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A Study in Food, Philosophy, and the Figural

The Roman poet and satirist Persius (34–62 CE) was unique among his peers for lampooning literary and social conventions from a distinctly Stoic point of view. A curious amalgam of mocking wit and philosophy, his Satires are rife with violent metaphors and unpleasant imagery and show little concern for the reader’s enjoyment or understanding.

In Persius, Shadi Bartsch explores this Stoic framework and argues that Persius sets his own bizarre metaphors of food, digestion, and sexuality against more appealing imagery to show that the latter—and the poetry containing  it—harms rather than helps its audience. Ultimately, he encourages us to abandon metaphor altogether in favor of the non-emotive abstract truths of Stoic philosophy, to live in a world where neither alluring poetry, nor rich food, nor sexual charm play a role in philosophical teaching.

256 pages | 6 x 9 | © 2015

Ancient Studies

Literature and Literary Criticism: Classical Languages


“[A] learned and intriguing exploration. . . . Bartsch has a radical and provocative account of what Persius is up to: deliberately making his metaphors both disgusting and incoherent, Persius aims to turn us away from metaphor entirely.”

Times Literary Supplement

“In this skilled treatment, Bartsch integrates recent scholarly research in philosophy, ancient medicine, and literature into a compelling narrative that contextualizes the most problematic of the Roman satirists. . . . Highly recommended.”


“As in the best travel, the most enriching aspects of this study are the details and implications Bartsch discovers along the way. . . . I found [this book] the best thing I've read on Persius in years, and it will surely remain an essential resource for a good long time.”

Dan Hooley | Bryn Mawr Classical Review

“A truly inspiring guide to a difficult poet. . . . This fine book deserves to be widely read and to be put in all serious libraries where Latin is studied.”

Classics for All Reviews

“A thought-provoking book, with an exemplary methodology.”

Classical Journal

“A significant and valuable contribution to Persius scholarship. . . . Its clarity and engaging style revitalise and make accessible—hopefully to new audiences as well as seasoned readers of Persius—an unwieldy poet.”

Classical Review

"Any consideration of metaphor in Persius must now begin with Bartsch's work."

Canadian Journal of History

“Recent studies have rightly insisted that Persius’s metaphors are an organic part of his message, but none has given these the sustained attention that Bartsch bestows on them, nor set them in the rich cultural and historical context that she assembles. Bartsch’s study is an essential contribution to the bibliography of this poet.”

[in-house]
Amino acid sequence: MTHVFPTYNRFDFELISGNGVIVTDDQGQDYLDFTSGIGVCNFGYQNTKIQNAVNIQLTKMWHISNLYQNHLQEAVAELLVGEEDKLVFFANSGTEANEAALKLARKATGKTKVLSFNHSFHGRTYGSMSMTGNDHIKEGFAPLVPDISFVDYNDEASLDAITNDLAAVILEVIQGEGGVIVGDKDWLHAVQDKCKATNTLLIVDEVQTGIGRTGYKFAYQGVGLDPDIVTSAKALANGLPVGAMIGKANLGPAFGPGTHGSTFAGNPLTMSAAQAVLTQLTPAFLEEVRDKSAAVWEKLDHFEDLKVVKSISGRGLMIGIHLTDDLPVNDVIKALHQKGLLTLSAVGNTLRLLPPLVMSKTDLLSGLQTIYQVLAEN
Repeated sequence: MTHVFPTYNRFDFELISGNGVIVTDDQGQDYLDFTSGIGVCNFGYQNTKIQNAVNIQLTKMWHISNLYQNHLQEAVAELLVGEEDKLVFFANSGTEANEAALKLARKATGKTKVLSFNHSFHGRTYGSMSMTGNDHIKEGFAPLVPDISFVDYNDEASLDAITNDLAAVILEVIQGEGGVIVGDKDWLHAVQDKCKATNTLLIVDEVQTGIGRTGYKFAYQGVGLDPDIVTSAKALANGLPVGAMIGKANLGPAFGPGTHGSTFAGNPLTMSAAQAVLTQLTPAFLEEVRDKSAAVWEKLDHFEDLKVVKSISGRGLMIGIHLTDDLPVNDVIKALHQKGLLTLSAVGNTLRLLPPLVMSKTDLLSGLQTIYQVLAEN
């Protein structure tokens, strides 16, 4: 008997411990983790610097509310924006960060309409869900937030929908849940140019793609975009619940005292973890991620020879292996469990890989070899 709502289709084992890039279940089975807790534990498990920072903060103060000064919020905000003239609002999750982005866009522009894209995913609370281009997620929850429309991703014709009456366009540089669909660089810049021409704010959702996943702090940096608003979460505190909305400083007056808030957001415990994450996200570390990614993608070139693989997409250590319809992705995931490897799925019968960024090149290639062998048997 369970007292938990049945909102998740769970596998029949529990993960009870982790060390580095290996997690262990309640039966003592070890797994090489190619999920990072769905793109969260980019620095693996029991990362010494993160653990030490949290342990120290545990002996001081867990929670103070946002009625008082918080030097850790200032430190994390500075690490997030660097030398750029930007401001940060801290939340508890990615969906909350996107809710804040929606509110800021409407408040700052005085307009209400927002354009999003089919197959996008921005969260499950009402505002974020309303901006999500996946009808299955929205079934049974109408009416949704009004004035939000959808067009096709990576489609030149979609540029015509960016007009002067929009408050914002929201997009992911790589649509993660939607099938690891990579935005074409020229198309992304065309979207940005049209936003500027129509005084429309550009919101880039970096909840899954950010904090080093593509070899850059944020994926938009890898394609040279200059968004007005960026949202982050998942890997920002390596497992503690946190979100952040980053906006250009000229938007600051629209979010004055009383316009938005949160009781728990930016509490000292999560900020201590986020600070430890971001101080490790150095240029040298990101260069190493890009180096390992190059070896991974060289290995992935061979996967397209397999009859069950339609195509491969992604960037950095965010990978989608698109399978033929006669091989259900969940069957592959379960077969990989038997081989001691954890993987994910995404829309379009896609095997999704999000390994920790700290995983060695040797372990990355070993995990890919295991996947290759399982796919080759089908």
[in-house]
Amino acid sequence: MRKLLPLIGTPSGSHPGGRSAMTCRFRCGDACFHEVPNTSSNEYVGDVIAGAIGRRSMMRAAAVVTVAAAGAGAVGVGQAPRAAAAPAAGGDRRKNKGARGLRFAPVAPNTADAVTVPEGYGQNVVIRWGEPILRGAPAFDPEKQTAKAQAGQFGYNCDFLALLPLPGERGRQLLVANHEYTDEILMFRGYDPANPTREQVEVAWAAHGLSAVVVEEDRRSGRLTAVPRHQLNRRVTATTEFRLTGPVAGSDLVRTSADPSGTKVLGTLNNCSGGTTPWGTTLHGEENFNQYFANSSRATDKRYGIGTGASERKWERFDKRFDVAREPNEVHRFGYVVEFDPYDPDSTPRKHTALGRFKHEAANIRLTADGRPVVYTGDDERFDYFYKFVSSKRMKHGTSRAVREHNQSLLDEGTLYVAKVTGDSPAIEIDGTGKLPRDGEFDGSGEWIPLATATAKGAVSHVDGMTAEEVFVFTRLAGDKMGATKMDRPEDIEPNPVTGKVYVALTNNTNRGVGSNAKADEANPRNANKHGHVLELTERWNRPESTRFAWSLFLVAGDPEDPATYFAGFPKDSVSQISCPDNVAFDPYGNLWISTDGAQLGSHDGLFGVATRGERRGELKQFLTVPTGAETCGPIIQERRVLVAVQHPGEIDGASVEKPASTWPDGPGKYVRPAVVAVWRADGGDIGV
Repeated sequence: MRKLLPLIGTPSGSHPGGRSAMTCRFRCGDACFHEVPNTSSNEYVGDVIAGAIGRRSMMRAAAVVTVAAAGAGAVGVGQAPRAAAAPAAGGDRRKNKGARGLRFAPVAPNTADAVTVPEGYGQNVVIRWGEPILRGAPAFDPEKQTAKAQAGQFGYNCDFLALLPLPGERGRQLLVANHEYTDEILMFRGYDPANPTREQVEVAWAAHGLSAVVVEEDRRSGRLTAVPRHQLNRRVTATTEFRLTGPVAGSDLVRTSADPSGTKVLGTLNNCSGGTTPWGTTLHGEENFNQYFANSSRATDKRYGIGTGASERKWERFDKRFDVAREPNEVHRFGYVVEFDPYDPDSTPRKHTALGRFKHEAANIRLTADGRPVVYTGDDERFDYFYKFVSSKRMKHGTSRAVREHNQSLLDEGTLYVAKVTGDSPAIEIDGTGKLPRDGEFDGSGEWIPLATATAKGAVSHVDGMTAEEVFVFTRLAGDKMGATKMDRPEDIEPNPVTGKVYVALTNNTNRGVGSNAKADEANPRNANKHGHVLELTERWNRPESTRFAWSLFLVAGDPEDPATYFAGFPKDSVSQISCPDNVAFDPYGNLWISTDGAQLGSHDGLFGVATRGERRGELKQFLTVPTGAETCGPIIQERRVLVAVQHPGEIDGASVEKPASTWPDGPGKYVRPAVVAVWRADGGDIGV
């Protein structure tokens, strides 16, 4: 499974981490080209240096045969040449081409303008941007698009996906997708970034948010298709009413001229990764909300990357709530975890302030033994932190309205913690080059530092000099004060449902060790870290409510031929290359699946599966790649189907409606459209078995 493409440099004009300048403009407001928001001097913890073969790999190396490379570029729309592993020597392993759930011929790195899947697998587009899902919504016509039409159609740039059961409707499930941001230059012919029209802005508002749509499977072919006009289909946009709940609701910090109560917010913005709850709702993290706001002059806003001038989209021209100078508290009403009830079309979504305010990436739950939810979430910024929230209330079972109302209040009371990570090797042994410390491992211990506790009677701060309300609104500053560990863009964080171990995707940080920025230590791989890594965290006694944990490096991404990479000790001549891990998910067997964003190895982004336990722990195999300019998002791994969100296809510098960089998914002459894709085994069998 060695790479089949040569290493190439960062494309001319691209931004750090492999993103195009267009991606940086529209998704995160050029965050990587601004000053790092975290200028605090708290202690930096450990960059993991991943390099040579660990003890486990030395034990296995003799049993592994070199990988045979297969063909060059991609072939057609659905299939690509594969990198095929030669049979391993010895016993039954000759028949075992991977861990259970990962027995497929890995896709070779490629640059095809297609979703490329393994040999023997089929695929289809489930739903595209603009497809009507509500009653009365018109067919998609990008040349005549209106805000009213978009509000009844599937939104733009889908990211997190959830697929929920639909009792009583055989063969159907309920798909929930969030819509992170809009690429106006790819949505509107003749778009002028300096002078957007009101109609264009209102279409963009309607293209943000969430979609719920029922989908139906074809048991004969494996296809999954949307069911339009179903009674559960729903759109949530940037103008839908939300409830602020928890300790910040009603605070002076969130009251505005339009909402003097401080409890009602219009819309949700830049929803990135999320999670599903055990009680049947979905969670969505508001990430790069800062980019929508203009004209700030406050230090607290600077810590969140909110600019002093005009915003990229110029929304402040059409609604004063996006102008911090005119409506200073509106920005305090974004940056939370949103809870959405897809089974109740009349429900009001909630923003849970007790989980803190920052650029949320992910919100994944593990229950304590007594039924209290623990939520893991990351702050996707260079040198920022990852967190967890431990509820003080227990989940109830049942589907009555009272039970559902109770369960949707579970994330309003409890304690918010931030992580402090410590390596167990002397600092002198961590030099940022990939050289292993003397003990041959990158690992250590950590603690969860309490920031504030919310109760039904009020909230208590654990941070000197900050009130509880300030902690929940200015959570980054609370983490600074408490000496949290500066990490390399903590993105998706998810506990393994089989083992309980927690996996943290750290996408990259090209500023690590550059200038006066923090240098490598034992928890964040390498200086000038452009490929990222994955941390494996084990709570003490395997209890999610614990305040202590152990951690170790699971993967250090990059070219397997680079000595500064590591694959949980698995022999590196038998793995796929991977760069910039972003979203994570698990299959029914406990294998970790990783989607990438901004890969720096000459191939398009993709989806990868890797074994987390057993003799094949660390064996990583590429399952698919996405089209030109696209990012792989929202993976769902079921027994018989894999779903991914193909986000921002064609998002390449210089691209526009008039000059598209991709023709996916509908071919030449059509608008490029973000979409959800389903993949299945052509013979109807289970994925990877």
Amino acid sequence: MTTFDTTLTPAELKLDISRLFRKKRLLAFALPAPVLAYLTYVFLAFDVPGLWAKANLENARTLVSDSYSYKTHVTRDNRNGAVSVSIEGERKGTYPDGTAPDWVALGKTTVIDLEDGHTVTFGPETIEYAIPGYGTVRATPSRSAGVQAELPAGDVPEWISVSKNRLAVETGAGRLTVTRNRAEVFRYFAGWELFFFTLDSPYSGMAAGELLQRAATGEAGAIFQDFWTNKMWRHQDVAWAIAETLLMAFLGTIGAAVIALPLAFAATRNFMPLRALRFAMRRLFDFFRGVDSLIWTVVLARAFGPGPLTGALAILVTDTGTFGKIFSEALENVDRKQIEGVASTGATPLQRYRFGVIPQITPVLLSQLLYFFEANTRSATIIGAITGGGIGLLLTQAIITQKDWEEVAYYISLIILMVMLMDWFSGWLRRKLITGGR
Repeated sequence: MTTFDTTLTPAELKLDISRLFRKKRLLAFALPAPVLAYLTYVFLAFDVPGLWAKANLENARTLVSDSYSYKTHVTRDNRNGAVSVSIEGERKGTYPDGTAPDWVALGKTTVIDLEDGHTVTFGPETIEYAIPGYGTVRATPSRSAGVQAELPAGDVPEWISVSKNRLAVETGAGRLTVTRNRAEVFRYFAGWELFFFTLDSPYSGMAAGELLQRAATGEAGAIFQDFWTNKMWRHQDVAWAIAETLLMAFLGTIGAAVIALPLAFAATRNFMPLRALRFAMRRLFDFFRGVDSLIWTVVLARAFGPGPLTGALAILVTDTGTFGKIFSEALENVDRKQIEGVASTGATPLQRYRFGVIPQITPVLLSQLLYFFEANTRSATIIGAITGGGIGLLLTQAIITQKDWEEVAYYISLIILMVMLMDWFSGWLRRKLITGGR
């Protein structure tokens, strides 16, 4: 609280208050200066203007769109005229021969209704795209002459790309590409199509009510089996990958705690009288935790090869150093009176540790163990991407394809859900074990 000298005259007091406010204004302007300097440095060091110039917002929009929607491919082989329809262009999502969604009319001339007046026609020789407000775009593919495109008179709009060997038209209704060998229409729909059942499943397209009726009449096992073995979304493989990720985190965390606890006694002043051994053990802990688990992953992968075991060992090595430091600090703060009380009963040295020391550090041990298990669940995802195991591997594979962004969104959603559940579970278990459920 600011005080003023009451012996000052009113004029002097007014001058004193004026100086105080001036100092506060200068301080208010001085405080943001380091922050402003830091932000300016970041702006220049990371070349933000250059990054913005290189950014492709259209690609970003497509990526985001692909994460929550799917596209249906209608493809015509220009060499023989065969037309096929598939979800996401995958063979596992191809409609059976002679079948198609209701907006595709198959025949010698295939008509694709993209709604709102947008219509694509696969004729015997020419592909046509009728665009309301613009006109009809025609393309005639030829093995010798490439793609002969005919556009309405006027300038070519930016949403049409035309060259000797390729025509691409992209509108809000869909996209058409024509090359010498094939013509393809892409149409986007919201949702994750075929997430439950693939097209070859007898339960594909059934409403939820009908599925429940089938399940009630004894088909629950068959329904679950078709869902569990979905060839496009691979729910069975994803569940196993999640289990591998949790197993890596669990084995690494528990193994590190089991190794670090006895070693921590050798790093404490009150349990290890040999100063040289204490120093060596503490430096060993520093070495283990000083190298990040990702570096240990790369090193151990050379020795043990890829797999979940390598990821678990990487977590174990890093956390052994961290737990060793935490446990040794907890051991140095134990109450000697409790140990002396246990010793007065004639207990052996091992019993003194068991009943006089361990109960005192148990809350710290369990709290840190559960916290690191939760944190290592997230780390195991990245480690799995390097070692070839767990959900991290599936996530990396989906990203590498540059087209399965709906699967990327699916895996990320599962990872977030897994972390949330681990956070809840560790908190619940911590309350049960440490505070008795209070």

William Fitzgerald, King’s College London

“You are what you read—so choose carefully, since the wrong kind of food for thought can cause serious mental indigestion. What may seem a mixture of metaphors was plain wisdom to the Stoic satirist Persius, and in this delightful and penetrating analysis of his alimentary, medicinal, and sexual metaphors, Bartsch shows how Persius sought to give his readers a healthier diet. Along the way, she surveys a wealth of classical texts on poisons, remedies, and the body generally. Her book is just what the doctor ordered.”

David Konstan, New York University

“Bartsch takes on the twisted ways of Persius to show how the most far-flung of figurative conceits play together as Stoic satire and hew to a central philosophical rationale. The result is a provocative and refreshingly clear appraisal of Rome’s most difficult poet.”

Kirk Freudenburg, Yale University

Table of Contents


Part I: Cannibals and Philosophers

Chapter 1: The Cannibal Poets
1. The Ars poetica and the Body of Verse
2. Consuming the Poets
3. A Discourse on Digestion
4. The Echoing Belly

Chapter 2: Alternative Diets
1. Satire’s Decoction
2. The Philosopher’s Plate
3. Madness, Bile, and Hellebore
4. The Mad Poet

Chapter 3: The Philosopher’s Love
1. The Seduction of Alcibiades
2. The Philosopher-Sodomite
3. Cornutus and the Stoic Way

Part II: The Metaphorics of Disgust

Chapter 4: The Scrape of Metaphor
1. The Pleasures of Figure
2. The acris iunctura
3. The Maculate Metaphor
4. A Stoic Poetics

Chapter 5: The Self-Consuming Satire
1. Satire’s Shifting Figures
2. Shins and Arrows
3. The Return of the Cannibal
4. Mind over Matter

Appendix: Medical Prescriptions of Decocta for Stomach Ailments or Other Problems
Reference List


Society for Classical Studies: The Charles J. Goodwin Awards of Merit

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